Close proximity of a mother to her infant or child is necessary for survival in humans and other mammals. The close contact promotes emotional attachment and helps to provide food, comfort, and safety. Maternal separation is just as important as close contact for the development of individuality and continued growth of the mother-child relationship. Separations that are relatively brief and consistent lead to healthy development of the mother-child relationship. A total lack of separation between the mother and child does not allow for growth and may lead to problems with separation in the future. Separations that are prolonged and/or inconsistent, without other means of comfort, may contribute to relationship problems, distress, illness, anxiety disorders, and/or attachment disorders.
Maternal separation from the neonate, infant, or child may produce stress and anxiety for both individuals. Timing, frequency, and duration of separation all contribute to the degree of stress experienced by the mother-child dyad. There is evidence that immediately after birth infants respond to and prefer the sound of their mothers’ voice over that of others. This indicates that infants listen and respond to the sound of their mothers’ voice before birth. Newborns also prefer the scent of their own mothers’ breast milk. This evidence suggests that newborns know their mothers at birth, therefore, separation from the familiarity of their mothers may be quite stressful. In fact, animal research examining behavioral and physiological reactivity to stress often involves separation of the mother and infant to induce a stressful situation.
It is ideal for a mother and infant to attain close physical contact immediately after birth to enhance and strengthen their relationship. However, it is not critical, as was once thought, that the “bonding” between mother and child happen within a given time frame. Emotional attachment is a process that occurs over time. Women who have complications after delivery, or have newborns who are too ill for interaction, have been able to develop an emotional attachment with their infants similar to mothers who held and interacted with their infants within the first hours after birth. In most circumstances, separation from the newborn can lead to maternal anxiety even if the mother has not yet seen her infant.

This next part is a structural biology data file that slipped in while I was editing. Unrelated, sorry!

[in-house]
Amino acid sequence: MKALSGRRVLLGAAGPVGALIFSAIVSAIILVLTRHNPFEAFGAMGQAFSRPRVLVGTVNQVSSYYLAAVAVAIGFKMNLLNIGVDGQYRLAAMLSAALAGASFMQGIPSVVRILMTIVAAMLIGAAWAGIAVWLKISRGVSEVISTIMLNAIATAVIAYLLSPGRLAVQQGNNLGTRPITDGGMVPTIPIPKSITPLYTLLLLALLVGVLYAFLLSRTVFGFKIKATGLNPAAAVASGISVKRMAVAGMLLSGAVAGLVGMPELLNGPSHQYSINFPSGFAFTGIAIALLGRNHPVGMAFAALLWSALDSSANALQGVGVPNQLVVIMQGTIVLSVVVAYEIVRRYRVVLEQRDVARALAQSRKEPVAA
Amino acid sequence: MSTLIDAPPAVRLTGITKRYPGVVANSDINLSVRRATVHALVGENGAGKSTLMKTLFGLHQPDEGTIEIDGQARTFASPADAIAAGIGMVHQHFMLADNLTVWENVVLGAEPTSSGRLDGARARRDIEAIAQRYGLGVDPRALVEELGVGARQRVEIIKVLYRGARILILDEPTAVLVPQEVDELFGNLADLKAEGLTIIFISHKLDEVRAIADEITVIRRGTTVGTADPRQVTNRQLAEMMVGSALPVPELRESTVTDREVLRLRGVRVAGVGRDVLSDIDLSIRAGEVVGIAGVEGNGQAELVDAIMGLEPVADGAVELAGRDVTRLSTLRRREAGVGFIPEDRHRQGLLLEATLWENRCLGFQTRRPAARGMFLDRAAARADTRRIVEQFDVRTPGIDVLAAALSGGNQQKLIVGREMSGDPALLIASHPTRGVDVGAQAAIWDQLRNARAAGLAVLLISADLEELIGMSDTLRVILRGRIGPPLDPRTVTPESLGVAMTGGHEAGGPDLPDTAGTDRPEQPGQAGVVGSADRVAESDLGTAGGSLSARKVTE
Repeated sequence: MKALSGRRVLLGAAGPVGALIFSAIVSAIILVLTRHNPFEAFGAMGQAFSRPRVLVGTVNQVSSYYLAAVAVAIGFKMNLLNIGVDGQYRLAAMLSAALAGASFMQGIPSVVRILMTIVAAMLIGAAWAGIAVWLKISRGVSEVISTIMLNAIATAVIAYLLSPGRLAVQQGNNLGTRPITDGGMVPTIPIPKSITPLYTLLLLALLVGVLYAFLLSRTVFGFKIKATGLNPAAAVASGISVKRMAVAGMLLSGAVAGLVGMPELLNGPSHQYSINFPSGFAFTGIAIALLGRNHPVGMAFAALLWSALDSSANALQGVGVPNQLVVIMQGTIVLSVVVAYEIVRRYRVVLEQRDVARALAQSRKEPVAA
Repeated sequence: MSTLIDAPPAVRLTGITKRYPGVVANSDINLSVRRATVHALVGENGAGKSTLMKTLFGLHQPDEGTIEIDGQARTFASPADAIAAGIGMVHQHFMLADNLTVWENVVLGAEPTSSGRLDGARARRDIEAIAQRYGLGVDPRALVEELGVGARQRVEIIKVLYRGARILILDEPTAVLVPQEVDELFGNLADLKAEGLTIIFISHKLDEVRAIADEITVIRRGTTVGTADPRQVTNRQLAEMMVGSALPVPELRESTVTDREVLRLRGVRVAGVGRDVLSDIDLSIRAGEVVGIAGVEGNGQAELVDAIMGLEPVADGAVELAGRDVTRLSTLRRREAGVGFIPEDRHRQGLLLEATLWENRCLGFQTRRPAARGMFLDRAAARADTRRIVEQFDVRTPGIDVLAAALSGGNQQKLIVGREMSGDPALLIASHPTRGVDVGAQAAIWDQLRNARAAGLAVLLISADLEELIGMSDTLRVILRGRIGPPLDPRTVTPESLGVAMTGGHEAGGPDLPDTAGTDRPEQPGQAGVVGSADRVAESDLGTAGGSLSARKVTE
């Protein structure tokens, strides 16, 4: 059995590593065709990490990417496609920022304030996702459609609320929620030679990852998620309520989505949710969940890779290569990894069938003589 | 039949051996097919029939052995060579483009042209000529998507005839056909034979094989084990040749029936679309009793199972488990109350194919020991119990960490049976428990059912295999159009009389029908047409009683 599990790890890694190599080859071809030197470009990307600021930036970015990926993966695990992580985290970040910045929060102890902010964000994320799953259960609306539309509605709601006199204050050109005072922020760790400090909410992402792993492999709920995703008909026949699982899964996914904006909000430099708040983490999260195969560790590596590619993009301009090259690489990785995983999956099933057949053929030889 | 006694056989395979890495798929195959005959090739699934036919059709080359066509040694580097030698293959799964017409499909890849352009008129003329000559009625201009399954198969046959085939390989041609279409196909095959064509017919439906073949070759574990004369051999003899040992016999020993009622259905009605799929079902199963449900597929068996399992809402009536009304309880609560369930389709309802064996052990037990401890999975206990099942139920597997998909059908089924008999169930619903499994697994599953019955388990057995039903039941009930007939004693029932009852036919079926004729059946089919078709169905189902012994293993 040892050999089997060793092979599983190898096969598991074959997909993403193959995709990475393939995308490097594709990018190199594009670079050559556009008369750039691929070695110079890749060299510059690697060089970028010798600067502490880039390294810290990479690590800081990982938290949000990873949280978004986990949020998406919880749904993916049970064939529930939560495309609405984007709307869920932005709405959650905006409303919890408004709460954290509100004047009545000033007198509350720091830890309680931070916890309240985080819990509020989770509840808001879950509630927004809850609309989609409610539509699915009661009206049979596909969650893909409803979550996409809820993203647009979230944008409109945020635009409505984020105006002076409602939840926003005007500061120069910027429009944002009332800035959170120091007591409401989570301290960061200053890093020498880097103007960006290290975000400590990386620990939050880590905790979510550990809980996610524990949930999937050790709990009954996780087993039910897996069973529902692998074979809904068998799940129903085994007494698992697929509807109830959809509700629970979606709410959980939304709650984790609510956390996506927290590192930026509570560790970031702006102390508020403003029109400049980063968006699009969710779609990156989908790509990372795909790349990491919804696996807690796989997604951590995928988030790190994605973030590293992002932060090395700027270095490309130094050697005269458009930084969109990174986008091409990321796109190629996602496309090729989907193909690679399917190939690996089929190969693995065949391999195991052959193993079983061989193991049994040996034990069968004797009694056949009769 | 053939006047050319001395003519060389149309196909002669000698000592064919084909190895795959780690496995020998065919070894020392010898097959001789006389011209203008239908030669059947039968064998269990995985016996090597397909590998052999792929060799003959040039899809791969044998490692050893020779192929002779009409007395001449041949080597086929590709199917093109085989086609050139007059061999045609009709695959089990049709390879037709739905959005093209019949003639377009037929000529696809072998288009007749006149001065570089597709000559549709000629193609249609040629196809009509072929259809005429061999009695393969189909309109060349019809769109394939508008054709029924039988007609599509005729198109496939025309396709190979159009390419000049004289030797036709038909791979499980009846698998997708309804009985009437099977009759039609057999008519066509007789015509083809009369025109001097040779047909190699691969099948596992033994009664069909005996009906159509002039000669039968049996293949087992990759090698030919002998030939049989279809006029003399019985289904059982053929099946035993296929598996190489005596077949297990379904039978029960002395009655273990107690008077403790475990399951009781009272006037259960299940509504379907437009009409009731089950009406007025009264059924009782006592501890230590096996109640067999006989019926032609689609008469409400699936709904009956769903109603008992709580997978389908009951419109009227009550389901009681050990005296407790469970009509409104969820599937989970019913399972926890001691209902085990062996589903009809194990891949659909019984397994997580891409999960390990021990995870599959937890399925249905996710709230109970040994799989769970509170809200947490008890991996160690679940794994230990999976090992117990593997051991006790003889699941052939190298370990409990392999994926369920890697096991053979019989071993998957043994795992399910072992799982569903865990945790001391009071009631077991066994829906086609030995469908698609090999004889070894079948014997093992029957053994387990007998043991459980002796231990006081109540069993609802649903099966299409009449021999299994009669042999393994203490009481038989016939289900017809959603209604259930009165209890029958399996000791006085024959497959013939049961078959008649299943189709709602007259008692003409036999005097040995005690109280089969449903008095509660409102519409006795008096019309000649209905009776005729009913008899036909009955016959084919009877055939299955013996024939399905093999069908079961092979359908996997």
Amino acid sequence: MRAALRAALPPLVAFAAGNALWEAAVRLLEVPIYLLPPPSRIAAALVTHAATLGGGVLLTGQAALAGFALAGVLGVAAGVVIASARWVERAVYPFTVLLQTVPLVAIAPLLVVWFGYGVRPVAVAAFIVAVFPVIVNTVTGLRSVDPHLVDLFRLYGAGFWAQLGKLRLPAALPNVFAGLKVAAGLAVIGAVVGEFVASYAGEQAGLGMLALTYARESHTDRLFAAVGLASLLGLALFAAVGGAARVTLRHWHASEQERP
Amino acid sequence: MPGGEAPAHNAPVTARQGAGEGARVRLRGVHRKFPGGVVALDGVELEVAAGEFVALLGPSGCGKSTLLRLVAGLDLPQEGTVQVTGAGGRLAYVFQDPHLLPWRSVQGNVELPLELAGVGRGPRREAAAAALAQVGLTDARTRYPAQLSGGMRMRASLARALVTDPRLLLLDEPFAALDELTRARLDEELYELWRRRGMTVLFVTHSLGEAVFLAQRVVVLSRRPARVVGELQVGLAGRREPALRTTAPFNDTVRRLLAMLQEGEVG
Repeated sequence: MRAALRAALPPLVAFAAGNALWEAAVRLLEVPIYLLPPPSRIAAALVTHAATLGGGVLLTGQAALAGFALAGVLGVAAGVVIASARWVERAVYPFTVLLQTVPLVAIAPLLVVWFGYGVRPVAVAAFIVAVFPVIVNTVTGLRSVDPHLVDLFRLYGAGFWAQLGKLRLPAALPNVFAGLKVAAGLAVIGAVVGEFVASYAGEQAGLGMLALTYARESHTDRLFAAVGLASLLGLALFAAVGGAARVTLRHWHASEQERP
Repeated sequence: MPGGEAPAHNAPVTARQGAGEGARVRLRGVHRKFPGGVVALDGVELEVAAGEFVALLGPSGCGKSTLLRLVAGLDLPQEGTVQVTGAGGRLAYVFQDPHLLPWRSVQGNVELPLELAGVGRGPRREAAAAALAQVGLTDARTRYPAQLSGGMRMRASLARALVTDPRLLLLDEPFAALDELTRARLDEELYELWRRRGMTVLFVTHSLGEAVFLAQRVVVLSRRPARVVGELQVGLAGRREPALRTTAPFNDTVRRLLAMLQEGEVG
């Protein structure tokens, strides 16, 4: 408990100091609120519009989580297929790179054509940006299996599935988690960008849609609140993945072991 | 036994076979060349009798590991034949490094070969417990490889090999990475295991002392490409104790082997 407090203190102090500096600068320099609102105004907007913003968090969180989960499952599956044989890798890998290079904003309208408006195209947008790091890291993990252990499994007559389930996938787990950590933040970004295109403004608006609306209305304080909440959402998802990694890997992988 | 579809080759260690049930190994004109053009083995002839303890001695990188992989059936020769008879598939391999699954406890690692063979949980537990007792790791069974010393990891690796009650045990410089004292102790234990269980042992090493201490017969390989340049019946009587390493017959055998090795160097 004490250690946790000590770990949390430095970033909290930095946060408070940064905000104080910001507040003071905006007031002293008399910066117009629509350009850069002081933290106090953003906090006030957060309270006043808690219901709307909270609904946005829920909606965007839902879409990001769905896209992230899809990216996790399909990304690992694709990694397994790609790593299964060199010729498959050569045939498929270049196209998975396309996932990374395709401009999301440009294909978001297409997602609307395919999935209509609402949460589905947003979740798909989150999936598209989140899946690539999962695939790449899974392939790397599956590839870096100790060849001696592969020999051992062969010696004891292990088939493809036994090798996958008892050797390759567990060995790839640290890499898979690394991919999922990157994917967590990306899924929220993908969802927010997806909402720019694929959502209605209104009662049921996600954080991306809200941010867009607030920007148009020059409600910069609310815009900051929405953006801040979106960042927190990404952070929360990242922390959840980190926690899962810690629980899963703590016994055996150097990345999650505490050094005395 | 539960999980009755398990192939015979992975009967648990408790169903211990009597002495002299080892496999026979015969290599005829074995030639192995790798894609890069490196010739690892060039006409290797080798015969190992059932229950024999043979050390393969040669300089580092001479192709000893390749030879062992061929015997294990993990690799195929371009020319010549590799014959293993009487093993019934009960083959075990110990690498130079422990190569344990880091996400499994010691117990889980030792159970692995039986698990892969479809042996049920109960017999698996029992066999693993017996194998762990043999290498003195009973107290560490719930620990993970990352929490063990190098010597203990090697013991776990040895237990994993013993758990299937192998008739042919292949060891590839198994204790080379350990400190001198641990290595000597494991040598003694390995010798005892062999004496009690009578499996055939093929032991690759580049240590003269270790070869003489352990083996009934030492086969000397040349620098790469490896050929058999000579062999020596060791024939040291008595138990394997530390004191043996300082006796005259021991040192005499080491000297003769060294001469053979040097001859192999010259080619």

Maternal separation anxiety may occur in the natural process of physical separation. It can be evident during the first separation or during significant changes in the relationship that involve separation. The anxiety may be transient and an expected reaction to the separation or it can lead to significant distress, indicating that an anxiety disorder may be present.
Anxiety and stress for the infant increases with age during the first year of life. Between 9 and 12 months of age, infants become more aware that they are separate individuals from their mothers. This can lead to separation anxiety in varying degrees. Consistent return of mother after separation enhances the attachment relationship and contributes to further growth. A mother and her child are continually presented with challenges during separations at each developmental milestone: a toddler spending the first day in preschool, a 5-year-old going to kindergarten, an 8-year-old spending the first night away from home, or even an 18-year-old headed off to college. Separation at any developmental age contributes to feelings of anxiety initially; however, successful separation leads to a sense of accomplishment for both the child and the mother.
SEE ALSO: Anxiety disorders, Child care
- Feldman, R., Weller, A., et al. (1999). The nature of the mother’s tie to her infant: Maternal bonding under conditions of proximity, separation, and potential loss. Journal of Child Psychology and Psychiatry, 40(6), 929-939.
- Hock, E., & Schirtzinger, M. B. (1992). Maternal separation anxiety: Its developmental course and relation to maternal mental health. Child Development, 63(1), 93-102.
- Lamb, M. E. (1982). Early contact and maternal-infant bonding: One decade later. Pediatrics, 70(5), 763-768.
- Mertin, P. G. (1986). Maternal-infant attachment: A developmental perspective. Australia and New Zealand Journal of Obstetrics and Gynaecology, 26(44), 280-283.
- Stanton, M. E., & Levine, S. (1985). Brief separation elevates cortisol in mother and infant squirrel monkeys. Physiology and Behavior, 34(6), 1007-1008.
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